The Start-Up

How Lovebug and Percuro are using insects to feed pets and help save the planet

Crickets emit 80 times less methane than cows and use much less land. Percuro and Lovebug tell Andy Martin about why they think insects are the future of pet food

Wednesday 25 August 2021 21:30 BST
<p>Catfood Lovebug is from larvae farmed and fed on food waste </p>

Catfood Lovebug is from larvae farmed and fed on food waste

There are approximately a billion companion animals prowling the planet, including 20 million cats and dogs in the UK. That’s a lot of petfood with its proportionately huge impact on the environment. Two new companies, Lovebug and Percuro, have turned to insects to solve the problem, and pets are eating it up.

Lovebug is aimed at the feline population. Its founder is Soli (short for Solitaire) Townsend, who owns a tabby cat called Skye and has had cats her whole life. “I’m an obsessive cat person,” she says. “But my sister probably loves cats more than people.” Townsend was one of the first cohort to take a Masters in Sustainable Development at Middlesex University and she went on to set up the Futerra agency to focus on sustainability around the world.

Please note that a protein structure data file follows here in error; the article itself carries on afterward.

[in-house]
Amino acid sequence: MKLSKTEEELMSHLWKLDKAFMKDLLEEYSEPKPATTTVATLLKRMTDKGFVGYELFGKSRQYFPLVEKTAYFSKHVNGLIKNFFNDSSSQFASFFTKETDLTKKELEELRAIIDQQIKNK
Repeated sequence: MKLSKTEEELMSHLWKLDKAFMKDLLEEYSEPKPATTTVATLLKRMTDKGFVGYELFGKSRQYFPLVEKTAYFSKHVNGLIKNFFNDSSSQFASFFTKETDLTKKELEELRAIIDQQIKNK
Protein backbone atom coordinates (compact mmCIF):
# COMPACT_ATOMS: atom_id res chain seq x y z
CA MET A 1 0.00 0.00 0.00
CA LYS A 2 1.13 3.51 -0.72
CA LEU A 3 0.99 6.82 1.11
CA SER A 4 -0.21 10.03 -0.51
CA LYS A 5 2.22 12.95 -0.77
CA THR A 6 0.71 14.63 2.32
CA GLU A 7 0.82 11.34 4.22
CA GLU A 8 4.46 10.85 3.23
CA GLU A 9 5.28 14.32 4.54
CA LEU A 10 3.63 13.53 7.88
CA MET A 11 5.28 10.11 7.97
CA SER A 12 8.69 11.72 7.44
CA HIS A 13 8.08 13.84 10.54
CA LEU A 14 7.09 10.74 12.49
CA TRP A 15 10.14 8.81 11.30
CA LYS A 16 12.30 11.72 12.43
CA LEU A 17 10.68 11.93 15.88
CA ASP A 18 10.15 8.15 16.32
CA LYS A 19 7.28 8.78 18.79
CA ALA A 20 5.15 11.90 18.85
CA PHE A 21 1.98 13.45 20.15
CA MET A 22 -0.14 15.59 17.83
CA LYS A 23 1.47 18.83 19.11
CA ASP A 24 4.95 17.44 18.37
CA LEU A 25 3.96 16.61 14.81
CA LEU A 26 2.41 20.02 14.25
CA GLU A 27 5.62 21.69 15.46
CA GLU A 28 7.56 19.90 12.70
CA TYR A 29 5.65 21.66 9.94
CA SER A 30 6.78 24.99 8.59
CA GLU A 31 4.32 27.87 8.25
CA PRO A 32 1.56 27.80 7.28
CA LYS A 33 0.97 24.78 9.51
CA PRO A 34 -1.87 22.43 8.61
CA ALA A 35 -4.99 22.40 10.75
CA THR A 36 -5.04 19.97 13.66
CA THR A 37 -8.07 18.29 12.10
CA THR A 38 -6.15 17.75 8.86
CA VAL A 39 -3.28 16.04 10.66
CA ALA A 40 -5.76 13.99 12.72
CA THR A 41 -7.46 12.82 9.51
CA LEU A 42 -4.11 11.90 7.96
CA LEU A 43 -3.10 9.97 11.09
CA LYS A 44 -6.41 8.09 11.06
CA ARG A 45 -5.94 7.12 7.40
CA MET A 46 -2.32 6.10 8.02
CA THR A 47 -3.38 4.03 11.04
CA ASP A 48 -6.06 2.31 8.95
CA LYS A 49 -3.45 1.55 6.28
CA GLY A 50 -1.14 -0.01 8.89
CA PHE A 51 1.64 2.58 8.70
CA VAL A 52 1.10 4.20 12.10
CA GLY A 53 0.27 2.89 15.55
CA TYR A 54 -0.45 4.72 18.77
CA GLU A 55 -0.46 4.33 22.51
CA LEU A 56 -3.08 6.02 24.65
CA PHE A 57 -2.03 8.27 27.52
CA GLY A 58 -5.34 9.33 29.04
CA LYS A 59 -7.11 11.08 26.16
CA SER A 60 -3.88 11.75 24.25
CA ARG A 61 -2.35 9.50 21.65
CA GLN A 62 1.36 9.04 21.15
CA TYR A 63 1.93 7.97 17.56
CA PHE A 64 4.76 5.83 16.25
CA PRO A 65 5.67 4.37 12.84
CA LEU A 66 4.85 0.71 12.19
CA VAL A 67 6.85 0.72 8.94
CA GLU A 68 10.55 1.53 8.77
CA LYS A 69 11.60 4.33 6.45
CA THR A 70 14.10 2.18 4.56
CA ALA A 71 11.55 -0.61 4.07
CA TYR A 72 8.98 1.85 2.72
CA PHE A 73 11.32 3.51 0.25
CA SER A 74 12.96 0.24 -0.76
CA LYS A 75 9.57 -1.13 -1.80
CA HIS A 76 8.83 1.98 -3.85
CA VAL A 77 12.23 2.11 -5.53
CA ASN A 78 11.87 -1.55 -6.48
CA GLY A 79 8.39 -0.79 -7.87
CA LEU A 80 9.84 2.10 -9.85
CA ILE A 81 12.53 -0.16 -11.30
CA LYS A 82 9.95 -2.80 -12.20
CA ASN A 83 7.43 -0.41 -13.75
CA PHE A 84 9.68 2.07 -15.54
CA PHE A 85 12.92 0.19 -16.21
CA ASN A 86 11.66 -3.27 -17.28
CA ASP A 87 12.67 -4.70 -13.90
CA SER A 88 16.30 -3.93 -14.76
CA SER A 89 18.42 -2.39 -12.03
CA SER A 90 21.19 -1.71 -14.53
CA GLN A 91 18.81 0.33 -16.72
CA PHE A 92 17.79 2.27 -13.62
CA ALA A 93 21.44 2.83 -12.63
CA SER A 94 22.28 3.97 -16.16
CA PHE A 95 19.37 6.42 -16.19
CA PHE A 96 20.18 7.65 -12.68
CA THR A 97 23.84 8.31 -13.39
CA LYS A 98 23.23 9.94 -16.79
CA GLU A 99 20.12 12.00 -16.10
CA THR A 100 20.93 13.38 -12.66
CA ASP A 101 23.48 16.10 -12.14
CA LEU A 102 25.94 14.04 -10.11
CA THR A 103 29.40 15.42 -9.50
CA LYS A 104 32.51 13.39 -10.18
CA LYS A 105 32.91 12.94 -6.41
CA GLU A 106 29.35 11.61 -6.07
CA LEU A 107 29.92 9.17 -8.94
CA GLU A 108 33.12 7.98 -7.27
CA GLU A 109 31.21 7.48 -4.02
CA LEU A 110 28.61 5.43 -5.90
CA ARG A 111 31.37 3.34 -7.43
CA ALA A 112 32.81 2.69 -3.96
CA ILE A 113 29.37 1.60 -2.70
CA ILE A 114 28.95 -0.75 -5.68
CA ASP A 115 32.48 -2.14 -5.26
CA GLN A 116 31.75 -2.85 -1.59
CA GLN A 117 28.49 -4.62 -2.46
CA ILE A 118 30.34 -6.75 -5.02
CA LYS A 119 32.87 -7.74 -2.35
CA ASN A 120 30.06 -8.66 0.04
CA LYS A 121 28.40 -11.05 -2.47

“I’m a climate [conscious] veggie-becoming-vegan,” she says. But her cat wouldn’t be happy with the same plant-based diet because cats are “obligate” carnivores – after thousands of years of Tom and Jerry, they have to eat meat. But insects fit the obligate bill.

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